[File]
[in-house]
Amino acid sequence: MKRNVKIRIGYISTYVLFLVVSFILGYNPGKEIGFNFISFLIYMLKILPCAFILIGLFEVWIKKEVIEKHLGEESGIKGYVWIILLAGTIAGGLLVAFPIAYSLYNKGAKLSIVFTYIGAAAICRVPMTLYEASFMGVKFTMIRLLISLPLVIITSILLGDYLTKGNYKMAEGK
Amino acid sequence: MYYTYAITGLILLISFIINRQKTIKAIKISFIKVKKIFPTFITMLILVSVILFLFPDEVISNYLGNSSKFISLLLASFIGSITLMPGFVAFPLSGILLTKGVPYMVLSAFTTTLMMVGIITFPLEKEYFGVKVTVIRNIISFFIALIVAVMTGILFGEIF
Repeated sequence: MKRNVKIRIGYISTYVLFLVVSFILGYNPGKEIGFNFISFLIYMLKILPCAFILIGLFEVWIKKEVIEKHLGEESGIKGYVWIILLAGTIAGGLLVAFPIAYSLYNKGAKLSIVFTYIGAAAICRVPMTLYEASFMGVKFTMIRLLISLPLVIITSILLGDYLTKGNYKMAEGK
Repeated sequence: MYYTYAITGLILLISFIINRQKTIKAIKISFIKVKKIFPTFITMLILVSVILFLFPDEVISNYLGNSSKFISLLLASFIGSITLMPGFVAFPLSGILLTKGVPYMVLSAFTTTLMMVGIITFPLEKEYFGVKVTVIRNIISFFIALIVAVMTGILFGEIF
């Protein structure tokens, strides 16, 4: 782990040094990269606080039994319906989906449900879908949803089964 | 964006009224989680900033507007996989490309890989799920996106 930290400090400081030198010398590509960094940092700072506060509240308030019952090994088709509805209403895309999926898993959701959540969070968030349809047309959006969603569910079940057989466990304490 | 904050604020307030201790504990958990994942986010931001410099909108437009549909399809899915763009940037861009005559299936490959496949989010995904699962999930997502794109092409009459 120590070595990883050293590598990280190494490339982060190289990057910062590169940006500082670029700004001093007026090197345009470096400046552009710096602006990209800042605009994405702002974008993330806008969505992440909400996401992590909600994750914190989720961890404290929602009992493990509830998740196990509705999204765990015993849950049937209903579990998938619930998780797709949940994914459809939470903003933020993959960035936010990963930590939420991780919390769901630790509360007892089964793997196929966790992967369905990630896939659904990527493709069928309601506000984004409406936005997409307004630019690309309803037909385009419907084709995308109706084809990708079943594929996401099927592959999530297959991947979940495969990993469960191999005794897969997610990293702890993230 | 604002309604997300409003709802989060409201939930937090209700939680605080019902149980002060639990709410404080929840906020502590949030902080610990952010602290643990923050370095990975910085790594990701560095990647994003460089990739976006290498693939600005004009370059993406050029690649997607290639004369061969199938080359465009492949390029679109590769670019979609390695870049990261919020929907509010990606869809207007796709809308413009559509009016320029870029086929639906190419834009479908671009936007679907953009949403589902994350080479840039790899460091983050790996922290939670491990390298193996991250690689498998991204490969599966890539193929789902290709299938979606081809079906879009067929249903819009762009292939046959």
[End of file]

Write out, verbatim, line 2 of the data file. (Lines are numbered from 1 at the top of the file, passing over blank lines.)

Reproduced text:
Amino acid sequence: MKRNVKIRIGYISTYVLFLVVSFILGYNPGKEIGFNFISFLIYMLKILPCAFILIGLFEVWIKKEVIEKHLGEESGIKGYVWIILLAGTIAGGLLVAFPIAYSLYNKGAKLSIVFTYIGAAAICRVPMTLYEASFMGVKFTMIRLLISLPLVIITSILLGDYLTKGNYKMAEGK